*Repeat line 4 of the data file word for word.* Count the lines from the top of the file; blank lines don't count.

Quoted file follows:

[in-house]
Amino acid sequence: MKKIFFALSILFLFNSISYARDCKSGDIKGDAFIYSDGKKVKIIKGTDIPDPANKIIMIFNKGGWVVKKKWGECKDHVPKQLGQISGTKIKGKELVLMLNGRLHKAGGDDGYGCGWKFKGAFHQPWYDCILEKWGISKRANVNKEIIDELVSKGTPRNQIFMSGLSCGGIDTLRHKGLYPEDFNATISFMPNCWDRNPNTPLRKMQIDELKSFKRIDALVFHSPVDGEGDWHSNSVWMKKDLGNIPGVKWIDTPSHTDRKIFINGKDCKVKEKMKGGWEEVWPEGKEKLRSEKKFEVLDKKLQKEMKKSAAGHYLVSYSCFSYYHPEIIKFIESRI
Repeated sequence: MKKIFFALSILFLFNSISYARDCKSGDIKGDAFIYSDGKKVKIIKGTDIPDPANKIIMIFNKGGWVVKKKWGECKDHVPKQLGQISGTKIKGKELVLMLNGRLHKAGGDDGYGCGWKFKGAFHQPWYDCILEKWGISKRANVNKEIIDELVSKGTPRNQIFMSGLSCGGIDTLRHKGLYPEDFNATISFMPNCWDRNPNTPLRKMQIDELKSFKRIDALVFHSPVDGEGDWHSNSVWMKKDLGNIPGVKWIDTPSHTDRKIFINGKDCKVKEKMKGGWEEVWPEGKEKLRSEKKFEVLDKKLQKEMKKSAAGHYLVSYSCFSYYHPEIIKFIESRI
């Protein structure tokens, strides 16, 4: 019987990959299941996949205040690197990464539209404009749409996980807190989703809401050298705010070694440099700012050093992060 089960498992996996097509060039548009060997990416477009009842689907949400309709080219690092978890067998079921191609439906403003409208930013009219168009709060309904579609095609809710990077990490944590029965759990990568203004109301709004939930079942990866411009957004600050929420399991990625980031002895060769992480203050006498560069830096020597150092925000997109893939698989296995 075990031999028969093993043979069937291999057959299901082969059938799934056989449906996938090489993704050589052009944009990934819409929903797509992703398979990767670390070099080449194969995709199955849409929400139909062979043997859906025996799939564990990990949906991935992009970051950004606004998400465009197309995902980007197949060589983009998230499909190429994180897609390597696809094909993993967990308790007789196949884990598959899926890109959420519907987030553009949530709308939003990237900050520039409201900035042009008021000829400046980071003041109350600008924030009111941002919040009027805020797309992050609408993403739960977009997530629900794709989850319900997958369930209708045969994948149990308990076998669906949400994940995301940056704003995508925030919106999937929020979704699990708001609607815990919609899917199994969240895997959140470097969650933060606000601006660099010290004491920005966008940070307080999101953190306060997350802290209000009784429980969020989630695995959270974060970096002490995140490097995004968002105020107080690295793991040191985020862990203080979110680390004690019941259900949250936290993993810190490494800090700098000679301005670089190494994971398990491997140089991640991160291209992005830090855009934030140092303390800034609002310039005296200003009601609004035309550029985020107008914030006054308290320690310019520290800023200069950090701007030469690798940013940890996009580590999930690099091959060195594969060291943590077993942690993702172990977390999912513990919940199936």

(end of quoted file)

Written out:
């Protein structure tokens, strides 16, 4: 019987990959299941996949205040690197990464539209404009749409996980807190989703809401050298705010070694440099700012050093992060 089960498992996996097509060039548009060997990416477009009842689907949400309709080219690092978890067998079921191609439906403003409208930013009219168009709060309904579609095609809710990077990490944590029965759990990568203004109301709004939930079942990866411009957004600050929420399991990625980031002895060769992480203050006498560069830096020597150092925000997109893939698989296995 075990031999028969093993043979069937291999057959299901082969059938799934056989449906996938090489993704050589052009944009990934819409929903797509992703398979990767670390070099080449194969995709199955849409929400139909062979043997859906025996799939564990990990949906991935992009970051950004606004998400465009197309995902980007197949060589983009998230499909190429994180897609390597696809094909993993967990308790007789196949884990598959899926890109959420519907987030553009949530709308939003990237900050520039409201900035042009008021000829400046980071003041109350600008924030009111941002919040009027805020797309992050609408993403739960977009997530629900794709989850319900997958369930209708045969994948149990308990076998669906949400994940995301940056704003995508925030919106999937929020979704699990708001609607815990919609899917199994969240895997959140470097969650933060606000601006660099010290004491920005966008940070307080999101953190306060997350802290209000009784429980969020989630695995959270974060970096002490995140490097995004968002105020107080690295793991040191985020862990203080979110680390004690019941259900949250936290993993810190490494800090700098000679301005670089190494994971398990491997140089991640991160291209992005830090855009934030140092303390800034609002310039005296200003009601609004035309550029985020107008914030006054308290320690310019520290800023200069950090701007030469690798940013940890996009580590999930690099091959060195594969060291943590077993942690993702172990977390999912513990919940199936």